There can be no "versus" in this matter, as if the grace of God was somehow in opposition to the grace of Christ. This can better be grasped once a clear understanding of what the grace of God is. One Christian writer has defined it like this:
"Grace is God coming down to move people to places of well-being."
Charles Strohmer, "Explaining the Grace of God" p11 (Sovereign World,
Examples are given, such as with Noah, who "found grace in the eyes of the Lord" via the Ark (Genesis 6:8). God uses various means to effect his gracious provisions, such as by sending two angels to rush Lot and his family out of Sodom (Genesis 19:1-29). Strohmer notes this important point:
"Most modern English translations of the Bible render the Hebrew word
chen as 'favour' rather than 'grace'... The King James Version usually renders chen as 'grace' which is more to the point here...
As a kind of universal human concept, 'favour' may be thought of as
being in some way earned through merit or behaviour. Yet the favour of
God that is 'grace' is different than all such human manifestations of
favour, for the grace of God is utterly beyond the resources and power
of man to earn, deserve or purchase." (Ibid., p12)
This is where soteriology comes in - the doctrine of salvation. I quote now from a section in the book below dealing with grace and salvation:
"...evangelical Arminians, Lutherans, and Calvinists agree that human
beings, born in sin, are incapable of any movement toward God apart
from grace. However, Lutheran and Reformed confessions teach that God
not only gives sufficient grace for us to cooperate towards our own
rebirth but actually grants the new birth and faith prior to any human
decision or activity. In other words, our rebirth is monergistic (one
working, namely God) rather than synergistic (cooperation). With
respect to the doctrine of salvation (soteriology), it is this single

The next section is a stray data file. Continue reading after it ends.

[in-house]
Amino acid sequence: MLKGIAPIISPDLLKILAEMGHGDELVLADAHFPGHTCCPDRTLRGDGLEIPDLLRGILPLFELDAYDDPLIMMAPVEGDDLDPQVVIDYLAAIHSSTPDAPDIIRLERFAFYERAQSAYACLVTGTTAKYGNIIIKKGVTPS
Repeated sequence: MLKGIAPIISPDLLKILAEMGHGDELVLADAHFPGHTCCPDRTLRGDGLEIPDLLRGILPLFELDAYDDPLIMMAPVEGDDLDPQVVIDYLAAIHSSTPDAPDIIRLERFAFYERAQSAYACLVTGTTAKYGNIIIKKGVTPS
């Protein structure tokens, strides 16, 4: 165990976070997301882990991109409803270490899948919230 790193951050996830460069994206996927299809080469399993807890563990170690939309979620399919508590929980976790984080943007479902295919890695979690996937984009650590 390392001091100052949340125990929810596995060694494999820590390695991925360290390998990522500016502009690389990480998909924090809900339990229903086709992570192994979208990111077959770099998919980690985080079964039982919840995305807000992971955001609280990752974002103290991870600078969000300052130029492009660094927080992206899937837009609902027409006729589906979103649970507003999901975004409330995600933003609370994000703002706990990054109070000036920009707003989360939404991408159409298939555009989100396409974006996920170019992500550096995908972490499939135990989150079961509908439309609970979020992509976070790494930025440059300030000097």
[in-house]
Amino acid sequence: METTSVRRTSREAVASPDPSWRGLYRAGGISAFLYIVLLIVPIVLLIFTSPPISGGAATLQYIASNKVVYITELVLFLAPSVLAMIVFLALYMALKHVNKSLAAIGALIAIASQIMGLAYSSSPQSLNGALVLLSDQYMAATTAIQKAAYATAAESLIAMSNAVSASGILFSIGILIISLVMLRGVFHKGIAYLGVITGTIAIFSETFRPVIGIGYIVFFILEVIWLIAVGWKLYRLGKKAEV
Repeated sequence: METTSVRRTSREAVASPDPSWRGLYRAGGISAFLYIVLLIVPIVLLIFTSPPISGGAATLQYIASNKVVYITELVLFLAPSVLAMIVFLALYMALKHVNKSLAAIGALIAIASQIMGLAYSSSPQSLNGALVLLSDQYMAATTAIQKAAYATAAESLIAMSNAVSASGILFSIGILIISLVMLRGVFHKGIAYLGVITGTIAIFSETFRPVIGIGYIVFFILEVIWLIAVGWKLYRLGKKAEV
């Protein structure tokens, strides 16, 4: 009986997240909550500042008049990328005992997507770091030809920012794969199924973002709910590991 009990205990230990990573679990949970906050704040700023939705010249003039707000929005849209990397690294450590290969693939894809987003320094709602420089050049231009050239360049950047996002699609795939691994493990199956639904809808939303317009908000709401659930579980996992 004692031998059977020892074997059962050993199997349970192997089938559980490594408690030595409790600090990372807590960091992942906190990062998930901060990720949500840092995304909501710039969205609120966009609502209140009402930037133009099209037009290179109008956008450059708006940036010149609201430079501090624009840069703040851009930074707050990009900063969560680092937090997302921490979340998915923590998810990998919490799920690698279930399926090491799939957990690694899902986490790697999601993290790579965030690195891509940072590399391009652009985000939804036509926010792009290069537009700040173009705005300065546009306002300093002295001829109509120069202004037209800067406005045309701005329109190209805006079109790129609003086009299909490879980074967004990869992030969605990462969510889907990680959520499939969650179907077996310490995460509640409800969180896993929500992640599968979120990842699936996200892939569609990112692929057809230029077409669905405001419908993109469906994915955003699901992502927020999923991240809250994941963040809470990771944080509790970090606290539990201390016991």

point that most decisively distinguishes the churches of the
Reformation from all other traditions.
Key Distinctions: monergism/synergism - Monergism ('one working')
holds that God saves sinners without their assistance, while synergism
('working together') teaches that salvation depends on our
cooperation. In all of its varieties, synergism teaches that God's
grace makes everything possible, but our response makes everything
actual. However, monergism teaches that God's grace accomplishes
everything, even granting us repentance and faith." Pilgrim Theology,
Michael Horton, pp250-251 (Zondervan, 2011)
Finally (though this might best have been the starting point) there is no 'versus' God's grace and the grace of Christ if the Son of God is equally God, as is the Father. It is one and the same grace, decreed by the Father and worked out through Christ as the means, and the gracious operations of the Holy Spirit in applying that to individuals: one God at work regarding his sovereign grace. There is no multiplicity of graces any more than there is a multiplicity of doctrines associated with salvation in the scriptures. Humans have many differing ideas and theologies, but the scriptures uniformly proclaim the one grace of salvation under but one theology. That is why I prefer the KJV rendition of Romans 5:15 -
"For if through the offence of one many be dead, much more the grace
of God, and the gift by grace, by one man, Jesus Christ, hath abounded
The emphasis is between 'that of the one offence' and 'that of the one humanity'. There is only one humanity observed in Romans 5:15.
(Which does not bear the meaning 'man' as addressed to Jesus Christ, but 'humanity' that is to say nature, not personal individuality). Aner is the Greek word for an individual male human. Anthropos should usually be translated 'humanity'.